The competitive edge of a business is at the heart of what we look for, when looking at investment opportunities for our portfolio. Most markets in the world are highly competitive and the high profitability of a business cannot be sustained unless the company in question, has a competitive edge over its peers.
There are many sources of competitive edge. We list down the important ones here:
- Economies of scale: A very large extant market share can allow a company to spread its overheads over a larger base and hence allow it a competitive advantage. Amazon’s “scale economies shared” mantra is a very good example of this. By sharing the economies with its customers, Amazon continues to be the cost leader and a dominant player in its business.
- Intangibles : Examples of intangibles are a) Brands b) Patents c) Licenses
- Brands: A brand provides an emotional connect with the customer. It usually translates into high market share and an ability to charge a premium over competitors. Companies who have a dominant brand should have high rates of profitability as measured by return on equity.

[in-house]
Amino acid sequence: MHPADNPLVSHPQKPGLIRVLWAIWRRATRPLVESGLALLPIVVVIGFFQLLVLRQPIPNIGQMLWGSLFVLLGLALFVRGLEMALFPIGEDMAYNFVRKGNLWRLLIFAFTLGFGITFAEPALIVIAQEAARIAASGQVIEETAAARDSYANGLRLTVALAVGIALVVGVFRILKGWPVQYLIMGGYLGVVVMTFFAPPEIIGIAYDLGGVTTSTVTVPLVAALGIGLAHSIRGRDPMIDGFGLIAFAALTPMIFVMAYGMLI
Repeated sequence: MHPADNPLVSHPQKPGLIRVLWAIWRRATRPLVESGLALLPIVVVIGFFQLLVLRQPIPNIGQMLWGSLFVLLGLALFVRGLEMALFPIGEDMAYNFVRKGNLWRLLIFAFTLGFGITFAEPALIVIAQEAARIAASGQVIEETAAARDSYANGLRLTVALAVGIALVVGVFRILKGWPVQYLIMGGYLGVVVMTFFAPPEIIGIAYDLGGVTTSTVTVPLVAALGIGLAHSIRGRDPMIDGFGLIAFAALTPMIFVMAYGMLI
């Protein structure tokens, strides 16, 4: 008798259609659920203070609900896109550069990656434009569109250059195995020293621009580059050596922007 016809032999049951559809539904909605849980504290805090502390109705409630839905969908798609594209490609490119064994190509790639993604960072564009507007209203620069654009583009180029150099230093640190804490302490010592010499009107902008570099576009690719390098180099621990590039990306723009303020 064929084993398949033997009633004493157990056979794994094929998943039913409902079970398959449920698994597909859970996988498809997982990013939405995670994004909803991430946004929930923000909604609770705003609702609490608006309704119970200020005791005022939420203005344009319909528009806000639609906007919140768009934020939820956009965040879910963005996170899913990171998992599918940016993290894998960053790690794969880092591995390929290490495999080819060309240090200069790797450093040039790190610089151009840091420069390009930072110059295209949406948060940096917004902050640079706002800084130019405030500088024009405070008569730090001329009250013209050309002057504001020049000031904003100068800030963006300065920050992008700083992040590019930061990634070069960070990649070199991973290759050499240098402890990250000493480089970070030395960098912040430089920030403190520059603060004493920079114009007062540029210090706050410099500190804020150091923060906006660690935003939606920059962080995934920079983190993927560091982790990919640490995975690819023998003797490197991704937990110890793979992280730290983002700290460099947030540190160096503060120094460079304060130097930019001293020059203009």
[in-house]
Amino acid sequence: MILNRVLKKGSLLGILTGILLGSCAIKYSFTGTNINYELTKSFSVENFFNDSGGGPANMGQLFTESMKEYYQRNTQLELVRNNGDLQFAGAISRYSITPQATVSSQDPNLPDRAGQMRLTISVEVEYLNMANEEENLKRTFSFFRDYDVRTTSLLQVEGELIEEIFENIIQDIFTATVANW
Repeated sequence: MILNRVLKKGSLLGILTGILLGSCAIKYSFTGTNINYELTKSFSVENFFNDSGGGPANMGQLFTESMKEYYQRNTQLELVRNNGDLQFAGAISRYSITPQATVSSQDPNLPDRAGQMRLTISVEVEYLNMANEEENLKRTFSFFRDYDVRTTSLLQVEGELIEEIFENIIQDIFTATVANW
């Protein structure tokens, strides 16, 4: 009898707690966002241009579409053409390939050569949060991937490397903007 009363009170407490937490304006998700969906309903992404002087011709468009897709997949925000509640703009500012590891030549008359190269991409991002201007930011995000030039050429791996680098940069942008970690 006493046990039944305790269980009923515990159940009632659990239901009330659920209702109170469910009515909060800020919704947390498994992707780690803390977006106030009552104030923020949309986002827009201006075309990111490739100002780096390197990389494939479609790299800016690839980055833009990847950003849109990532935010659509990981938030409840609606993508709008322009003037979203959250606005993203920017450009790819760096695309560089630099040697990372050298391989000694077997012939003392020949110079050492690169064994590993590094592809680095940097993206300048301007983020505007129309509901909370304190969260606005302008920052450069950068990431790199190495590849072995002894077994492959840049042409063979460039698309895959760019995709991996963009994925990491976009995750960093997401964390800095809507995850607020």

- Patents: This presents itself as a technological edge, as competitors are unable to copy the company’s innovations. A technologically superior product or process can also impart a competitive edge to companies. However, in a highly competitive world, this edge can fade unless the company innovates continuously.
- Licenses: Licenses or other regulations can restrict the number of players in a business – examples of this are credit rating agencies, depositories, etc. These can create monopoly, duopoly or oligopoly situations which can result in very high profitability that can be sustained over long periods. There is however the ‘stroke of the pen’ risk in this – at any future point in time, for some reason or the other, the license can be taken away.
- Switching costs: Switching cost is the cost associated with switching from one supplier to another or one brand to the other. These can be monetary, psychological, effort-based or time-based. This hold on the customer can be a source of competitive edge.
- Network effects: This is a situation in which the value of a product, service or platform grows as the network grows and can impart a competitive edge to a company. For example, a social networking site, or a dominant stock exchange.
Whether a business has a competitive edge or not, is often debated by investors. The true test of whether a business has a competitive edge or not are a) Does the business have high return on capital employed? b) Are the relative market shares of the different players in the industry stable over time?
While judging the competitive edge of a business, it is important to think about how the competitive edge is strengthening or weakening. The best companies are razor focused on increasing their competitive edge and they keep working at it continuously.